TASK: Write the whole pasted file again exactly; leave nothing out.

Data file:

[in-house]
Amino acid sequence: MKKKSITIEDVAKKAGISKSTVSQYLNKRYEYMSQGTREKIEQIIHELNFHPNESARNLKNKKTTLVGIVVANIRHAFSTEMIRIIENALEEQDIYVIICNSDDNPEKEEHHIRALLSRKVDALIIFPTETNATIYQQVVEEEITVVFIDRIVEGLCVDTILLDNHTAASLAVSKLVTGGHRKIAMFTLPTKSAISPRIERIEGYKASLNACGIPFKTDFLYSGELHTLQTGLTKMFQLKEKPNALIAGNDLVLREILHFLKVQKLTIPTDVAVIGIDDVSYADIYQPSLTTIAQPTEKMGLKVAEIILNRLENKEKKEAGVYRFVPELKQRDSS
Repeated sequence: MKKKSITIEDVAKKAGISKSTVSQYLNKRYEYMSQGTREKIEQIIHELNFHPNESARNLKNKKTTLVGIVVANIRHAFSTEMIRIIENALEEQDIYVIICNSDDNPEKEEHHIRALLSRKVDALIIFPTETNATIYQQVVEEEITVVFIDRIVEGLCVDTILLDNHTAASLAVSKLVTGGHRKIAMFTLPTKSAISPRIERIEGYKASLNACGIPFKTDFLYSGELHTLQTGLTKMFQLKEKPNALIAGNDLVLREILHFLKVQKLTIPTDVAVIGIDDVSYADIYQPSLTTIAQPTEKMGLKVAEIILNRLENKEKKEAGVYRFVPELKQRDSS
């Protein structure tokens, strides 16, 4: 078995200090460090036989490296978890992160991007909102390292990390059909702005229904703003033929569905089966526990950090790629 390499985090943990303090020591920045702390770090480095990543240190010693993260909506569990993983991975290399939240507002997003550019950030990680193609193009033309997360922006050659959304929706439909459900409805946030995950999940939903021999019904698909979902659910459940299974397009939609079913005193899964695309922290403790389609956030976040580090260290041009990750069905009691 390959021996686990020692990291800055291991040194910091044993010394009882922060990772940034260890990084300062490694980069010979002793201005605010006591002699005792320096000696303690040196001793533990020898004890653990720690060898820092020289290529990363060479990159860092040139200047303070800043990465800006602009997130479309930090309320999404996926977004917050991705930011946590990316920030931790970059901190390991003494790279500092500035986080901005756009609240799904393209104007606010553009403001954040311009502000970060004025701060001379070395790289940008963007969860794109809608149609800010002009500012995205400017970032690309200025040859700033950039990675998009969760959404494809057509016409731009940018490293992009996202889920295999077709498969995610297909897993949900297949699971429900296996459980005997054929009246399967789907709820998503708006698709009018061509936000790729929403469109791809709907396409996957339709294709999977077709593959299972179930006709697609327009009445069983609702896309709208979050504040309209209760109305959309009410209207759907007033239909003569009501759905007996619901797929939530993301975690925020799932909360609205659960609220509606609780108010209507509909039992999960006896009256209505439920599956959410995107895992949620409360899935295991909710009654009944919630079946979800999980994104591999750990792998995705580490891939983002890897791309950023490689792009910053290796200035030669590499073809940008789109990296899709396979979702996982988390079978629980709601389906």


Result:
[in-house]
Amino acid sequence: MKKKSITIEDVAKKAGISKSTVSQYLNKRYEYMSQGTREKIEQIIHELNFHPNESARNLKNKKTTLVGIVVANIRHAFSTEMIRIIENALEEQDIYVIICNSDDNPEKEEHHIRALLSRKVDALIIFPTETNATIYQQVVEEEITVVFIDRIVEGLCVDTILLDNHTAASLAVSKLVTGGHRKIAMFTLPTKSAISPRIERIEGYKASLNACGIPFKTDFLYSGELHTLQTGLTKMFQLKEKPNALIAGNDLVLREILHFLKVQKLTIPTDVAVIGIDDVSYADIYQPSLTTIAQPTEKMGLKVAEIILNRLENKEKKEAGVYRFVPELKQRDSS
Repeated sequence: MKKKSITIEDVAKKAGISKSTVSQYLNKRYEYMSQGTREKIEQIIHELNFHPNESARNLKNKKTTLVGIVVANIRHAFSTEMIRIIENALEEQDIYVIICNSDDNPEKEEHHIRALLSRKVDALIIFPTETNATIYQQVVEEEITVVFIDRIVEGLCVDTILLDNHTAASLAVSKLVTGGHRKIAMFTLPTKSAISPRIERIEGYKASLNACGIPFKTDFLYSGELHTLQTGLTKMFQLKEKPNALIAGNDLVLREILHFLKVQKLTIPTDVAVIGIDDVSYADIYQPSLTTIAQPTEKMGLKVAEIILNRLENKEKKEAGVYRFVPELKQRDSS
């Protein structure tokens, strides 16, 4: 078995200090460090036989490296978890992160991007909102390292990390059909702005229904703003033929569905089966526990950090790629 390499985090943990303090020591920045702390770090480095990543240190010693993260909506569990993983991975290399939240507002997003550019950030990680193609193009033309997360922006050659959304929706439909459900409805946030995950999940939903021999019904698909979902659910459940299974397009939609079913005193899964695309922290403790389609956030976040580090260290041009990750069905009691 390959021996686990020692990291800055291991040194910091044993010394009882922060990772940034260890990084300062490694980069010979002793201005605010006591002699005792320096000696303690040196001793533990020898004890653990720690060898820092020289290529990363060479990159860092040139200047303070800043990465800006602009997130479309930090309320999404996926977004917050991705930011946590990316920030931790970059901190390991003494790279500092500035986080901005756009609240799904393209104007606010553009403001954040311009502000970060004025701060001379070395790289940008963007969860794109809608149609800010002009500012995205400017970032690309200025040859700033950039990675998009969760959404494809057509016409731009940018490293992009996202889920295999077709498969995610297909897993949900297949699971429900296996459980005997054929009246399967789907709820998503708006698709009018061509936000790729929403469109791809709907396409996957339709294709999977077709593959299972179930006709697609327009009445069983609702896309709208979050504040309209209760109305959309009410209207759907007033239909003569009501759905007996619901797929939530993301975690925020799932909360609205659960609220509606609780108010209507509909039992999960006896009256209505439920599956959410995107895992949620409360899935295991909710009654009944919630079946979800999980994104591999750990792998995705580490891939983002890897791309950023490689792009910053290796200035030669590499073809940008789109990296899709396979979702996982988390079978629980709601389906």